There's a few places in the Atlanta Metro area that are ideal for hikers like me. Most people would go for a walk in their local park after a work day. However, I am not most people. Lake Lanier, Sweetwater Creek State Park, Kennesaw Mountain, and Stone Mountain are, in my opinion, the best hiking spots in Metro Atlanta. Stone Mountain is a massive monadnock, surrounded by lakes and streams. The Stone Mountain Park has a village with different fun for children, a railroad track, two hotels, lakes with boats, and most importantly for me and you, a variety of hiking trails, ranging from 3/4 of a mile long to 5 miles long. This hike occurred on Wednesday, April 16, 2014. My plan was to park at the Stone Mountain Walk-Up Trailhead, follow the Stone Mountain Walk-Up Trail to the Cherokee Trail, and from there, hike the Cherokee Loop Trail counter-clockwise back to the starting point.
R/T Length of Trail: 5.3 Miles
Duration of Hike: 2:50
Type of Hike: Circuit
Difficulty Rating: 3 out of 10
Pros: This hike is mostly easy and well-marked on wide, level trails
Cons: There is one section of the trail that requires walking and sometimes scrambling across exposed rock on the west side of Stone Mountain
Points of Interest: Numerous views of and from Stone Mountain; Venable Lake; Stone Mountain Lake
Trail Blaze Color(s): Cherokee Trail - White
Best Season(s) to Hike: Year-round
Fees: The fees here are rather upscale for a hiking destination - you must pay $15 per vehicle upon entering the park, and there is also an annual pass that costs $40. However, do not consider Stone Mountain as a hiking destination. Instead, consider it is a touristic attraction.
Beginning Point: Stone Mountain Walk-Up Trail Parking Lot
Directions: From Atlanta, GA: Follow US 78 East. Once you merge into US 78 (Freeway), drive 8.3 miles to Exit 8 (Stone Mountain Park Main Entrance). Take Exit 8. Pay entrance fee at booth, and drive up Jefferson Davis Drive to T-shaped intersection. Take a right onto Jefferson Davis Drive, and drive 1 mile to the large parking lot on the left. The parking lot can be full even on weekdays. I arrived around 6 PM on a weekday, and there were few parking lots in the front end. There were more spaces in the back end, but in my previous trips here, even back end spaces were limited.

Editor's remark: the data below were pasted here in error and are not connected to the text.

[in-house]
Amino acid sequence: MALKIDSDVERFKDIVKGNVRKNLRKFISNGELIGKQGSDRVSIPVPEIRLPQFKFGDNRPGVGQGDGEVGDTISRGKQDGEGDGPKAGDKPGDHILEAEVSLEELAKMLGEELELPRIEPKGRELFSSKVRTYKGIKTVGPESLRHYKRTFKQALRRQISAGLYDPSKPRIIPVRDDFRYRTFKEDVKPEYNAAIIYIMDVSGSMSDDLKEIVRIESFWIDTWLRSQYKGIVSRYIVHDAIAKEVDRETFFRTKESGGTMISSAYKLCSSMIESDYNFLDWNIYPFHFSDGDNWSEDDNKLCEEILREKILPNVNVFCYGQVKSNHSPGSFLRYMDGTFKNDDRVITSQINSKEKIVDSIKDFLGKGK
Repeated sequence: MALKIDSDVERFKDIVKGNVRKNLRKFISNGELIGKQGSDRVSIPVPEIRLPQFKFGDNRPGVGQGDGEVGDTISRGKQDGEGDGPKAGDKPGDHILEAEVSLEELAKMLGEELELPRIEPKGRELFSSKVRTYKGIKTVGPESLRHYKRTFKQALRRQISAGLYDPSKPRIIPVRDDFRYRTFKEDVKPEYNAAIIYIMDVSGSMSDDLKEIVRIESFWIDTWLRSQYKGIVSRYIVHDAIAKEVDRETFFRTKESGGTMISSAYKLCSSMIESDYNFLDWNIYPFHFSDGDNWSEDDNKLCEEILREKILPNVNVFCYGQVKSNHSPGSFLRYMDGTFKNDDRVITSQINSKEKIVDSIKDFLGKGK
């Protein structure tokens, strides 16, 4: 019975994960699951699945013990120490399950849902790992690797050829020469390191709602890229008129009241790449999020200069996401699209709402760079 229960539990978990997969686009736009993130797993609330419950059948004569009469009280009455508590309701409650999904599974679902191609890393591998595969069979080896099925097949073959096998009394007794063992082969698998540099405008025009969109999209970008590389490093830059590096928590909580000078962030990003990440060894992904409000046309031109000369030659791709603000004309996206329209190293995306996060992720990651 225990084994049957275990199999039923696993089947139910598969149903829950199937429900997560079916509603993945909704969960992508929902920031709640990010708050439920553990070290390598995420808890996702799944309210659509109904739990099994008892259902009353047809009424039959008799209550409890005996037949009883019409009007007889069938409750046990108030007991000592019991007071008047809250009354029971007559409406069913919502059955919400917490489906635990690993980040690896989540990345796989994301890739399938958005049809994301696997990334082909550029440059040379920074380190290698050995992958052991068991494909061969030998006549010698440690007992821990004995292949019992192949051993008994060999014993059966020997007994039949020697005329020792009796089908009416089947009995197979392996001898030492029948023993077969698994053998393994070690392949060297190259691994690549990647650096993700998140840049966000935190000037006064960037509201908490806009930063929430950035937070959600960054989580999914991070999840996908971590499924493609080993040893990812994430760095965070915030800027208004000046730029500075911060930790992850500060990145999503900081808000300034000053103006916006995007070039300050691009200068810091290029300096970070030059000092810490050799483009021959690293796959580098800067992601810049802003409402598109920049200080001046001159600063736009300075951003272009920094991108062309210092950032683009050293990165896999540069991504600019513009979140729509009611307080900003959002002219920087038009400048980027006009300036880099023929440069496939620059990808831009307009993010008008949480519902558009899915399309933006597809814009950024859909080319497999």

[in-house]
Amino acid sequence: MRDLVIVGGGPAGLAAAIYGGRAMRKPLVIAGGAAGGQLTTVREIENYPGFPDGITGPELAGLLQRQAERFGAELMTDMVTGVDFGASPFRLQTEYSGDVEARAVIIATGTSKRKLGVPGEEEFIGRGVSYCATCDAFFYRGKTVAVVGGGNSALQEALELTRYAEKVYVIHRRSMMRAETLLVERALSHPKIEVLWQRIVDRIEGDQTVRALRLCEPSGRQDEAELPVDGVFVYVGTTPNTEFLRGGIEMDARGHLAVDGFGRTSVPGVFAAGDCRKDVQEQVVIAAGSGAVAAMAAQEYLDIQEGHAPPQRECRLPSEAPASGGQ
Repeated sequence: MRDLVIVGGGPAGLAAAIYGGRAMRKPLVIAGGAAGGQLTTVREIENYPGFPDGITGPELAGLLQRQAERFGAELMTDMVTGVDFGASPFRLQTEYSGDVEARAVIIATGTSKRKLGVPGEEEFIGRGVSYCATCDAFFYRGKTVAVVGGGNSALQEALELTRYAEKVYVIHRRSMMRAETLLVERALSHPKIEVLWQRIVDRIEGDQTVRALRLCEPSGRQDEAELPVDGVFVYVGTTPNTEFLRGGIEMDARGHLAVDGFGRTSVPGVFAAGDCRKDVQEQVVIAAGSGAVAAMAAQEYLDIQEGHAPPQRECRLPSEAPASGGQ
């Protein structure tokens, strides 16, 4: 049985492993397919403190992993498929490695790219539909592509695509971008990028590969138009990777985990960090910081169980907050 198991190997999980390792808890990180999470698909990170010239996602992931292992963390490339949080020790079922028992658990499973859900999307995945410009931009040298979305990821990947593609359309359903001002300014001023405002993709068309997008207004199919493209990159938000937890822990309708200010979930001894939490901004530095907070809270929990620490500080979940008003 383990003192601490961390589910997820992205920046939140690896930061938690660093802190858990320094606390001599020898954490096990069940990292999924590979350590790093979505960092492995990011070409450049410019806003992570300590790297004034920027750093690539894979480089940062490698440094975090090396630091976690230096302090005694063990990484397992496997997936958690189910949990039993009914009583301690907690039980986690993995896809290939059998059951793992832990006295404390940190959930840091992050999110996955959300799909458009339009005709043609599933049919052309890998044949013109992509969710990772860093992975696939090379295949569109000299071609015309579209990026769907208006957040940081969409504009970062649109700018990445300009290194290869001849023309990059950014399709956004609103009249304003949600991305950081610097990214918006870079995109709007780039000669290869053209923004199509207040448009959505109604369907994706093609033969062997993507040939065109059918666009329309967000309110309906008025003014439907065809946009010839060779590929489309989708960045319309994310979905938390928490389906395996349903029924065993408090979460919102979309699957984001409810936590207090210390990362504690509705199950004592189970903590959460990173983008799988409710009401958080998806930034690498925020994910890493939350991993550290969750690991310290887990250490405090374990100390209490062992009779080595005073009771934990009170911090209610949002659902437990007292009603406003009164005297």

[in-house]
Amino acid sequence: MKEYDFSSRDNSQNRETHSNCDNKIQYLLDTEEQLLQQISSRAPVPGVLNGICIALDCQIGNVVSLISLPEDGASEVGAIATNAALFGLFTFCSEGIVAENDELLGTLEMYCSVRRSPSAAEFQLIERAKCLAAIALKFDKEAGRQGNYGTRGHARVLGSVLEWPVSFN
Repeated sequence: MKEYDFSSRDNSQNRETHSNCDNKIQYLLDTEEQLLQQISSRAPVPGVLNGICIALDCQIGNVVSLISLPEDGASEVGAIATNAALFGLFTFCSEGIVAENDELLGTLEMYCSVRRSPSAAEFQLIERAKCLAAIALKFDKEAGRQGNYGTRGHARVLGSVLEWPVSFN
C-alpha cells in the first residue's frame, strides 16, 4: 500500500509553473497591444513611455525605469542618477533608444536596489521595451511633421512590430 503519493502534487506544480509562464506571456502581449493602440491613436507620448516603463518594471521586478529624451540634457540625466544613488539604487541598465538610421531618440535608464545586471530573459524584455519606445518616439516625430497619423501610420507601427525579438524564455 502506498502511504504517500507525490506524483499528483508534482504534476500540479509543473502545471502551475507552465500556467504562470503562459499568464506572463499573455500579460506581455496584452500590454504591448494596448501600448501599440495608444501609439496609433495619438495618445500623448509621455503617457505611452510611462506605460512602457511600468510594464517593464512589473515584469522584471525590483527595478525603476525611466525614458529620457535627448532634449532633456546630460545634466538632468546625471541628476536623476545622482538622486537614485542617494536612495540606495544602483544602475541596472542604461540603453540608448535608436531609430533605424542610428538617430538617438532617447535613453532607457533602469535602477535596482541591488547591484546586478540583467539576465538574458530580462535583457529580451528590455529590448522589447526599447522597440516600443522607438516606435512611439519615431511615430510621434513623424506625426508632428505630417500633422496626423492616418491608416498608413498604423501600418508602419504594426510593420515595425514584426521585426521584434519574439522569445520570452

This past weekend, I was busy, so I wasn't able to go hiking as I usually do. However, I had some time Wednesday afternoon and evening, and I decided I could go hiking somewhere in Metro Atlanta. I have been to Stone Mountain many times, and I have hiked this trail many times, but I keep hiking it again, due to its proximity to my house. It was a beautiful sunny day, and the weather was unusually cool for this time of the year (low 60s). When I arrived at the trailhead for the trail, I was surprised to find very few parking spaces in the front end. This place does get busy n weekends, but on weekdays I did not think it would be so busy. Fortunately most people go on the Walk-Up Trail to the top of Stone Mountain, which wasn't in my plans today. To get onto the Cherokee trail though, I first needed to hike up part of the Walk-Up Trail. At the start of the trail, you will cross railroad tracks, and then immediately begin the ascent. The whole Walk-Up Trail is on stone, so take your time up the ascent. No scrambling is needed, but there's lots of rocks... rocks, everywhere. At 0.1 mile, there will be a group of flags to the right. At 0.3 miles, there will be an intersection with the white-blazed Cherokee Trail. It really doesn't matter whether to go left or right. I have done it both ways, and there doesn't seem to be any measurable difference. Today, I decided to take a right. After the first 0.3 miles on the Walk-Up Trail, you are pretty much done with the climbing for the rest of the day. The Cherokee Trail starts out level, but don't get used to it for the near term. Shortly, you will cross a service road used by park maintenance workers to drive to the top of the mountain. After this, the trail starts descending the elevation you gained on the Walk-Up Trail. The trail opens up onto an open rock face, which is pretty steep. Follow the white blazes on the rocks. This is probably the hardest section of the hike, but if you will be careful, it will be a piece of cake. At the same time, there will be nice views to your right (south). On a good day, you could see downtown Atlanta, if you look back to your west. Around 0.5 miles after the start of the Cherokee Trail, the trail will exit the rock face and enter the forest. There will be a rock hop over a small stream, and then you will need to cross the railroad again. You could have escaped all the climbing and descent by following the road, but isn't that boring?